The third reason why forgiveness is not part of the magnanimous person’s outlook is implicit in the hierarchical value scheme that is part and parcel of this perfectionist outlook, and comes across in the dismissiveness that characterizes the attitude of the megalopsuchos toward “inferior people.” Non-magnanimous victims of wrong-doing do not seem to have any standing to be treated otherwise, or at the very least, their being wronged just does not command the magnanimous person’s moral concern. Differently put, the idea of the inherent dignity of persons seems missing from this perfectionist – or as we might also say, keeping in mind the etymology – aristocratic scheme. The non-perfectionist scheme within which forgiveness has its place recognizes the reciprocal moral claims and demands that people have standing to make of one another.12

   There is even less place for sungnômê in the supremely worthwhile theoretical life as Aristotle describes it, because that life abstracts as far as possible from involvement with other human beings (except, perhaps, those friends engaged in the same study of the divine; NE 1177a33-b1). The perfect theorizer is god, and Aristotle’s god manifests no concern whatever for anything or anybody but himself qua thinking about himself. Strictly speaking he (or, it) can neither be said to act nor to have emotions; god neither forgives nor requires forgiveness. For Aristotle, god leads the life of the mind, and is therefore the paradigm of perfection. Consequently, we would live god’s life fully, were we able.

   The situation is even starker in the case of Plato, who barely mentions forgiveness (or even pardon) as a virtue at all. The word “sungnômê” in something like the sense of forgiveness certainly presents itself in Plato, but as in Aristotle, it is not put to any serious ethical work.13 His perfectionist ethics is more extreme than Aristotle’s in its thesis that no harm can come to a good person. Consider Socrates’ defiant statement to the jury of his peers:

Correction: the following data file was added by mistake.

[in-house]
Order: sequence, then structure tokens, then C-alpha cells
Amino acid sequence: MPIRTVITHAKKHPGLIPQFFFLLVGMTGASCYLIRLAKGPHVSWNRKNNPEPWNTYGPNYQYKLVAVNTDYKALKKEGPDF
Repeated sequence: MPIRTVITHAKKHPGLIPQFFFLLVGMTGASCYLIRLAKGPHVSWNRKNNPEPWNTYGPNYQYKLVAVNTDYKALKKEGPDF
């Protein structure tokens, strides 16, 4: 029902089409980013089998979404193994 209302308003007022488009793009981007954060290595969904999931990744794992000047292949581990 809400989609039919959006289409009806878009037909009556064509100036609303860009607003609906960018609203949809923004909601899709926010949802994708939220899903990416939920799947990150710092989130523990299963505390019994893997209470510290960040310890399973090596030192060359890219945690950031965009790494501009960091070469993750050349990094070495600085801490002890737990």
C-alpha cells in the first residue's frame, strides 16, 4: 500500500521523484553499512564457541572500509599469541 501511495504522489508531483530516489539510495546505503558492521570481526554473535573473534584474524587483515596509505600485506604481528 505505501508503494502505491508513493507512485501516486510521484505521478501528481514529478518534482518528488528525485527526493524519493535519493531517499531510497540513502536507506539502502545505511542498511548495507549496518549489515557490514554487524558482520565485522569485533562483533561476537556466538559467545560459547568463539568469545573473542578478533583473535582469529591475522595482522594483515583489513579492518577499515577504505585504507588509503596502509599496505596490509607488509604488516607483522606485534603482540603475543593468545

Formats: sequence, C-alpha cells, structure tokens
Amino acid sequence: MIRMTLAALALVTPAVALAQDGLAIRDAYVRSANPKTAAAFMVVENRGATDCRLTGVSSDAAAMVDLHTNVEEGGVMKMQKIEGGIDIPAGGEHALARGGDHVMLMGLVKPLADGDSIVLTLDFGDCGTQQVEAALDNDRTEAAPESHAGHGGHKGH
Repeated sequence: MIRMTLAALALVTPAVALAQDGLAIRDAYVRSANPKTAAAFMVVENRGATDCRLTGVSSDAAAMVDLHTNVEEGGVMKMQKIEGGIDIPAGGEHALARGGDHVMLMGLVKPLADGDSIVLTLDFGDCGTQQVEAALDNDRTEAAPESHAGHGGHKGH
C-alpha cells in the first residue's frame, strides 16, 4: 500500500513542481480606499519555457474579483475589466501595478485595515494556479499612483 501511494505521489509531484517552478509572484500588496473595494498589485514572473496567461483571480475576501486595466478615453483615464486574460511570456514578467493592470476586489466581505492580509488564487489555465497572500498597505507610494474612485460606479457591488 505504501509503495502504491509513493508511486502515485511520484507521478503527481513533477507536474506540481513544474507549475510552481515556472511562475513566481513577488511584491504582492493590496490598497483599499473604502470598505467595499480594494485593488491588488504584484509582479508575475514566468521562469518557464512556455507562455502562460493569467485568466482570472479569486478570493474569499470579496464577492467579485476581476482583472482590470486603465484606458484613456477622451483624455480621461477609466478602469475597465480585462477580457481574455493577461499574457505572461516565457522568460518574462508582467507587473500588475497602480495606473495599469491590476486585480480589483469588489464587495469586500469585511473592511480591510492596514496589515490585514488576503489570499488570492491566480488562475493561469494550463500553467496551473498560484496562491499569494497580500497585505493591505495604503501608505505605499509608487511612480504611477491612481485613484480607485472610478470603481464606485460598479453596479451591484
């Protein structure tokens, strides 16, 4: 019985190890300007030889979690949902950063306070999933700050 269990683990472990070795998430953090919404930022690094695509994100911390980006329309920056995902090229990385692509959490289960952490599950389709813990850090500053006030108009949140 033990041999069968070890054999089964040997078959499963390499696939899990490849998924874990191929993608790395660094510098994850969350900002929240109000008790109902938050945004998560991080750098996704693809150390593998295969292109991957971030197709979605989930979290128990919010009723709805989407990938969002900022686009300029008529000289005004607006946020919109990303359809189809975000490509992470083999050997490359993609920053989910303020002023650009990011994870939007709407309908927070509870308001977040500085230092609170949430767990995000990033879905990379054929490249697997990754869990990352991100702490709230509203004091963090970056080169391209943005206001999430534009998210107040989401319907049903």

Be sure that if you kill the sort of man I say I am, you will not harm me more than yourselves. Neither Meletus nor Anytus can harm me in any way; he could not harm me, for I do not think it is permitted that a better man be harmed by a worse; certainly he might kill me, or perhaps banish or disfranchise me, which he and maybe others think to be great harm, but I do not think so. I think he is doing himself much greater harm doing what he is doing now, attempting to have a man executed unjustly. (Apol. 30c7-d6)

Presumably a person who cannot be harmed, thanks to the armature that virtue furnishes, has nothing for which to forgive the wrong-doer; and such a person would not, by definition, injure others (as Socrates explicitly says of himself at Apol. 37b2–3; and at 37a6–7, he claims that he never willingly does harm). As Socrates resolutely argues in the Gorgias, “doing what’s unjust is more to be guarded against than suffering it” (527b4–5); properly speaking, though, he does not suffer it either (he is treated unjustly, and yet in the sense that counts for him, he is not injured by injustice). Insofar as one is successful as a philosopher, as a virtuous person, one is not vulnerable to others; the transcending of mutual vulnerability seems to go hand in hand with the dismissal of the idea of inherent equal dignity, an idea nowhere defended or even proclaimed in the Platonic dialogues. In the Apology Socrates exhibits a certain contempt for his accuser Meletus, but no resentment or even anger; and he explicitly declares that he is not angry either with the jury for convicting him or with his accusers (Apol. 35e1–36a1, 41d6–7). In the Gorgias he seems irritated with Callicles (Gorg. 511b1–5 and context), and passionately intent on working out the argument, but not resentful, injured, or wounded. And nowhere else in the Platonic corpus is he portrayed as coming even that close to anger. Socrates apparently has no need to forswear resentment or to struggle with the impulse to take revenge.14